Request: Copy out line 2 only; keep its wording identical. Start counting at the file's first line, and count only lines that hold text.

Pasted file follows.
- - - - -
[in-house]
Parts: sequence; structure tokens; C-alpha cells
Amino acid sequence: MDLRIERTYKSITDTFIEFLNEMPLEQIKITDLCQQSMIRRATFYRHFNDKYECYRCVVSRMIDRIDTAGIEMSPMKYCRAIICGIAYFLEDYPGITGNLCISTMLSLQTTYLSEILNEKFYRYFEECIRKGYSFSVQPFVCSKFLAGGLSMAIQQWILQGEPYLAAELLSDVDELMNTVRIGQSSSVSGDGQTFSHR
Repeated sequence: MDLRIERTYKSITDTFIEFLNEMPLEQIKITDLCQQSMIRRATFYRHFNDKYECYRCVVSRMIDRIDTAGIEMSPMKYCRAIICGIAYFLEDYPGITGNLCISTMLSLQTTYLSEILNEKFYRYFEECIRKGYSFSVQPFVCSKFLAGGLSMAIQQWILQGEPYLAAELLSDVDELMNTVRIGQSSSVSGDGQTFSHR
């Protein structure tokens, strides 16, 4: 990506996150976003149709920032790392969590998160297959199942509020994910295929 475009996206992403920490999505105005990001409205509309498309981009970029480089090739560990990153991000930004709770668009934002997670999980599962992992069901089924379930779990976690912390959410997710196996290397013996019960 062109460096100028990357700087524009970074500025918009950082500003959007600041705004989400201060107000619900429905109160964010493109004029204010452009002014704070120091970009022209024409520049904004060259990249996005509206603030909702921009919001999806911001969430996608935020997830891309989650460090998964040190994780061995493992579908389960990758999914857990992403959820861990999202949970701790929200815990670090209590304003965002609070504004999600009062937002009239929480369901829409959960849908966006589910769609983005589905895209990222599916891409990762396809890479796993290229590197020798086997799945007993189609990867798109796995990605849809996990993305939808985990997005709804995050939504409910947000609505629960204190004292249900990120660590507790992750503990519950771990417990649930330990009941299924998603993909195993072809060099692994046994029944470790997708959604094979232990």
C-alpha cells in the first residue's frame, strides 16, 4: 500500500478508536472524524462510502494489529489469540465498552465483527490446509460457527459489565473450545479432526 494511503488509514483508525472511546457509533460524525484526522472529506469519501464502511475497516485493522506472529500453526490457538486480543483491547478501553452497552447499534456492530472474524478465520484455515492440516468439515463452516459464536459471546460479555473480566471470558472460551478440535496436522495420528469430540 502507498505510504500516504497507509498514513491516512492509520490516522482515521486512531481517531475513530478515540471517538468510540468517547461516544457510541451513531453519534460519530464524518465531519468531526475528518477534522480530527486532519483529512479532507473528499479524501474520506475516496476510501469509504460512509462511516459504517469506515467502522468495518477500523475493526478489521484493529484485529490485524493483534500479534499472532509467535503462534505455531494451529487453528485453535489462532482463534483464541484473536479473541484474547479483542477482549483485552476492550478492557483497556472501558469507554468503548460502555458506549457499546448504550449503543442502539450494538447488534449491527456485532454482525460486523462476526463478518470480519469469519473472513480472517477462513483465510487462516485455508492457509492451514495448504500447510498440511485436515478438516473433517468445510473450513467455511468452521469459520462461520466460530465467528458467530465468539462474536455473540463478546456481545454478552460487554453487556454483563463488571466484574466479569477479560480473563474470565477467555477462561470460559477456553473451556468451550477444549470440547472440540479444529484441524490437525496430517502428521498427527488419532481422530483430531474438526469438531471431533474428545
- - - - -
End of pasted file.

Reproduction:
Parts: sequence; structure tokens; C-alpha cells